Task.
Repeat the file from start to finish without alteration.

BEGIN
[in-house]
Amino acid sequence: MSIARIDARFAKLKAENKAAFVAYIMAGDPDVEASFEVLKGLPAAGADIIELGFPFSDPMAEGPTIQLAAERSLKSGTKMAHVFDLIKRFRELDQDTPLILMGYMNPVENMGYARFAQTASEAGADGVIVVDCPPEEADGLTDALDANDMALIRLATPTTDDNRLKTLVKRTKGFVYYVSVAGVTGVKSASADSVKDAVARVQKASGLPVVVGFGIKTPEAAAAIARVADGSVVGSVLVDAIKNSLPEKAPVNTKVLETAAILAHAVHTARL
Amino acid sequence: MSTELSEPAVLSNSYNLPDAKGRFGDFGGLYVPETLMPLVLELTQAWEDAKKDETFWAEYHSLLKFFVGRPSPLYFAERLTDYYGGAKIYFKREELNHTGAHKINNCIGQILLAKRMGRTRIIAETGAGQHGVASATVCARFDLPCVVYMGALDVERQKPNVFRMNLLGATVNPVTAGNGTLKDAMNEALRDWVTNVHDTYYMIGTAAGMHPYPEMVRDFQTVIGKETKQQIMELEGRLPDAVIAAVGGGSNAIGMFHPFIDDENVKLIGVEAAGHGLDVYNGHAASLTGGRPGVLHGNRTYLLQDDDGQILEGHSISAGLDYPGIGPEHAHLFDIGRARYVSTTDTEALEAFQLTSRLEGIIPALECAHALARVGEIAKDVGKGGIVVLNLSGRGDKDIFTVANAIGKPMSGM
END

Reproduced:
[in-house]
Amino acid sequence: MSIARIDARFAKLKAENKAAFVAYIMAGDPDVEASFEVLKGLPAAGADIIELGFPFSDPMAEGPTIQLAAERSLKSGTKMAHVFDLIKRFRELDQDTPLILMGYMNPVENMGYARFAQTASEAGADGVIVVDCPPEEADGLTDALDANDMALIRLATPTTDDNRLKTLVKRTKGFVYYVSVAGVTGVKSASADSVKDAVARVQKASGLPVVVGFGIKTPEAAAAIARVADGSVVGSVLVDAIKNSLPEKAPVNTKVLETAAILAHAVHTARL
Amino acid sequence: MSTELSEPAVLSNSYNLPDAKGRFGDFGGLYVPETLMPLVLELTQAWEDAKKDETFWAEYHSLLKFFVGRPSPLYFAERLTDYYGGAKIYFKREELNHTGAHKINNCIGQILLAKRMGRTRIIAETGAGQHGVASATVCARFDLPCVVYMGALDVERQKPNVFRMNLLGATVNPVTAGNGTLKDAMNEALRDWVTNVHDTYYMIGTAAGMHPYPEMVRDFQTVIGKETKQQIMELEGRLPDAVIAAVGGGSNAIGMFHPFIDDENVKLIGVEAAGHGLDVYNGHAASLTGGRPGVLHGNRTYLLQDDDGQILEGHSISAGLDYPGIGPEHAHLFDIGRARYVSTTDTEALEAFQLTSRLEGIIPALECAHALARVGEIAKDVGKGGIVVLNLSGRGDKDIFTVANAIGKPMSGM